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UK Government launches consultation on limiting the cost of new regulations

By: Maria Carim  [Last modified: 12/08/2008 14:32:39]


Proposals to limit the cost of new regulation were unveiled last week as the UK Government invited views on a system of regulatory budgets for government departments - which would be a world first. The proposals are designed to improve the thinking of Government, along with business and the third sector, in planning and implementing regulation more efficiently. They include:

* creating a rolling limit on the costs of new regulation that could be introduced for each government department
* setting initial budgets to be introduced in 2009
* allowing departments to offset the cost of new regulation with savings made by reducing the existing regulatory burden and trading with other departments

Secretary of State for Business, John Hutton, said:

"Good regulation should drive competition and boost our productivity. But too many new rules can stifle enterprise and blunt our competitive edge. If the UK is to remain a respected place to do business, we must not expect business simply to absorb the costs of a stream of new Government initiatives. The introduction of a regulatory budget for every department will focus new regulations on the real priorities and act as a powerful incentive for departments to cut or streamline existing burdens. This innovative approach will build on efforts already in place to cut the burden to business by 25 per cent by 2010."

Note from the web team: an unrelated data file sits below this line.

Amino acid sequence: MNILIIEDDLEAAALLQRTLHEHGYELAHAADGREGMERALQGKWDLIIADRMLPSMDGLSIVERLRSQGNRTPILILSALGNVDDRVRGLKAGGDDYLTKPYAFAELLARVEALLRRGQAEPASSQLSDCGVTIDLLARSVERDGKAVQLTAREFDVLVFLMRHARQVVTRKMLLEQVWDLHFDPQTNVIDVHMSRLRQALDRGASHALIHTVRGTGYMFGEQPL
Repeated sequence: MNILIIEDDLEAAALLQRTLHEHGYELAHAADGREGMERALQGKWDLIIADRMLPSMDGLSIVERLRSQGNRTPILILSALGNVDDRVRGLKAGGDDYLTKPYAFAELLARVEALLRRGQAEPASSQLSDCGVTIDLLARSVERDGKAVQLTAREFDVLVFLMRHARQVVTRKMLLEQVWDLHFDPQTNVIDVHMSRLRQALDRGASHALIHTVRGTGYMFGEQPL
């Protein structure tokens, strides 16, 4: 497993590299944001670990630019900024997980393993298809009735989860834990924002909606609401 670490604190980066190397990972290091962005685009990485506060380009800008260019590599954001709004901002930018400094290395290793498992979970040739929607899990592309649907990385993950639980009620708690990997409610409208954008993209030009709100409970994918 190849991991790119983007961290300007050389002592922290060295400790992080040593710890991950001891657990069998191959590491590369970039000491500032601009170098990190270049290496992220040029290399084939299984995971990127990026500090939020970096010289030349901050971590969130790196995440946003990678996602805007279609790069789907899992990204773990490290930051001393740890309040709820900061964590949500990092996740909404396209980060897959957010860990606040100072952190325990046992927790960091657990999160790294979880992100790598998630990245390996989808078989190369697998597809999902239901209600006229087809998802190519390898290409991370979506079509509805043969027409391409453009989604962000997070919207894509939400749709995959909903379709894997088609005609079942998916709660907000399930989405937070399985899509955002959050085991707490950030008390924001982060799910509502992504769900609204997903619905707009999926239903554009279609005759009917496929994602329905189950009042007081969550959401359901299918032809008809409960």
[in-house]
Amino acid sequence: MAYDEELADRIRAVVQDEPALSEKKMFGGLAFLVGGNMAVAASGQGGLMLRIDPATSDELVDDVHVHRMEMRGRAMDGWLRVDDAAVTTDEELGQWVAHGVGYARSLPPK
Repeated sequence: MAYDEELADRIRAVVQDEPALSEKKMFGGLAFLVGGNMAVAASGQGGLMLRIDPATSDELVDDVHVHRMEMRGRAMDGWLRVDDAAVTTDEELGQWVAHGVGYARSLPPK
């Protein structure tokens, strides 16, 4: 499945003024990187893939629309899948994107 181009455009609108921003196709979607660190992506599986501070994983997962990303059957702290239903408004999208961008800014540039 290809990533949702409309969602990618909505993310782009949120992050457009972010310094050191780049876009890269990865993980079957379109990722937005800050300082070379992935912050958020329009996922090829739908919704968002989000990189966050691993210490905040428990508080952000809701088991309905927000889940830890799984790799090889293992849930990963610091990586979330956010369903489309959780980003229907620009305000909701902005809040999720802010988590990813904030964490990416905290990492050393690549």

Under these proposals, budgets would be set and agreed later this year, departments would be monitored through impact assessment reports that require them to explain and fully cost the impact of new regulation. Close monitoring, by the Better Regulation Executive, will help departments avoid going over budget, but Parliament will hold to account any that exceed their limit.

The consultation also seeks views on managing the costs of new climate change regulation outside a system of regulatory budgets, given the complexity and cross-departmental nature of the efforts, and on how independent regulators should be included in the system.

The consultation document below explains the background to regulatory budgets and discusses how it could work in practice. The formal consultation process runs from Wednesday 6 August to Wednesday 12 November 2008.


Regulatory Budgets: A Consultation Document


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